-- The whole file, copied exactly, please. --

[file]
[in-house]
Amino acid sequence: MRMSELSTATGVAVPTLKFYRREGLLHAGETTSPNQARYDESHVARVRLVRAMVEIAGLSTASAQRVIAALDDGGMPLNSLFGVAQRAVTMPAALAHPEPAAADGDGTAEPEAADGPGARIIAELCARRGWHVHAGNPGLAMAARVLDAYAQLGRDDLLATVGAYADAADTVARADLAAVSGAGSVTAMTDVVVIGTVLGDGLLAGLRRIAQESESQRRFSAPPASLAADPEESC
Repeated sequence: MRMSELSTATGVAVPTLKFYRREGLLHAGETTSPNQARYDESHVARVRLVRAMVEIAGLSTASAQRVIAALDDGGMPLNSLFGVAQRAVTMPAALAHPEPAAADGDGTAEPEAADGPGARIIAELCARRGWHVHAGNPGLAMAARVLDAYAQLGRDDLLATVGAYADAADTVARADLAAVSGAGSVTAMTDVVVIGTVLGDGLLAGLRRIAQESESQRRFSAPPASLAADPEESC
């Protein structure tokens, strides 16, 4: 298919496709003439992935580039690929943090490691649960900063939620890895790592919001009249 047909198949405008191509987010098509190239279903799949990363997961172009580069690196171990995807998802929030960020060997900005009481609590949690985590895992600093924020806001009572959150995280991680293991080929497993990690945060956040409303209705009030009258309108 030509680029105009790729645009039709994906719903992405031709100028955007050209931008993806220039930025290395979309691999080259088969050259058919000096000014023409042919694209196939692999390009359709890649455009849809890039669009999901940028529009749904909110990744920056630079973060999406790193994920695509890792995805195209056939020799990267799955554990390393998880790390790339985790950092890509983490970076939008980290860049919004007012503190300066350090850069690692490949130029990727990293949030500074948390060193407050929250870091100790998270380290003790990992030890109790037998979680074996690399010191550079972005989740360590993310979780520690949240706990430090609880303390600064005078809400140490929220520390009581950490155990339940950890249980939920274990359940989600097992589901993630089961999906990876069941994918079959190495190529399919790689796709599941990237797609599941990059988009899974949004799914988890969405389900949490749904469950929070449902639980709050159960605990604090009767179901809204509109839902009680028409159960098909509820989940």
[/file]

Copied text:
[in-house]
Amino acid sequence: MRMSELSTATGVAVPTLKFYRREGLLHAGETTSPNQARYDESHVARVRLVRAMVEIAGLSTASAQRVIAALDDGGMPLNSLFGVAQRAVTMPAALAHPEPAAADGDGTAEPEAADGPGARIIAELCARRGWHVHAGNPGLAMAARVLDAYAQLGRDDLLATVGAYADAADTVARADLAAVSGAGSVTAMTDVVVIGTVLGDGLLAGLRRIAQESESQRRFSAPPASLAADPEESC
Repeated sequence: MRMSELSTATGVAVPTLKFYRREGLLHAGETTSPNQARYDESHVARVRLVRAMVEIAGLSTASAQRVIAALDDGGMPLNSLFGVAQRAVTMPAALAHPEPAAADGDGTAEPEAADGPGARIIAELCARRGWHVHAGNPGLAMAARVLDAYAQLGRDDLLATVGAYADAADTVARADLAAVSGAGSVTAMTDVVVIGTVLGDGLLAGLRRIAQESESQRRFSAPPASLAADPEESC
């Protein structure tokens, strides 16, 4: 298919496709003439992935580039690929943090490691649960900063939620890895790592919001009249 047909198949405008191509987010098509190239279903799949990363997961172009580069690196171990995807998802929030960020060997900005009481609590949690985590895992600093924020806001009572959150995280991680293991080929497993990690945060956040409303209705009030009258309108 030509680029105009790729645009039709994906719903992405031709100028955007050209931008993806220039930025290395979309691999080259088969050259058919000096000014023409042919694209196939692999390009359709890649455009849809890039669009999901940028529009749904909110990744920056630079973060999406790193994920695509890792995805195209056939020799990267799955554990390393998880790390790339985790950092890509983490970076939008980290860049919004007012503190300066350090850069690692490949130029990727990293949030500074948390060193407050929250870091100790998270380290003790990992030890109790037998979680074996690399010191550079972005989740360590993310979780520690949240706990430090609880303390600064005078809400140490929220520390009581950490155990339940950890249980939920274990359940989600097992589901993630089961999906990876069941994918079959190495190529399919790689796709599941990237797609599941990059988009899974949004799914988890969405389900949490749904469950929070449902639980709050159960605990604090009767179901809204509109839902009680028409159960098909509820989940």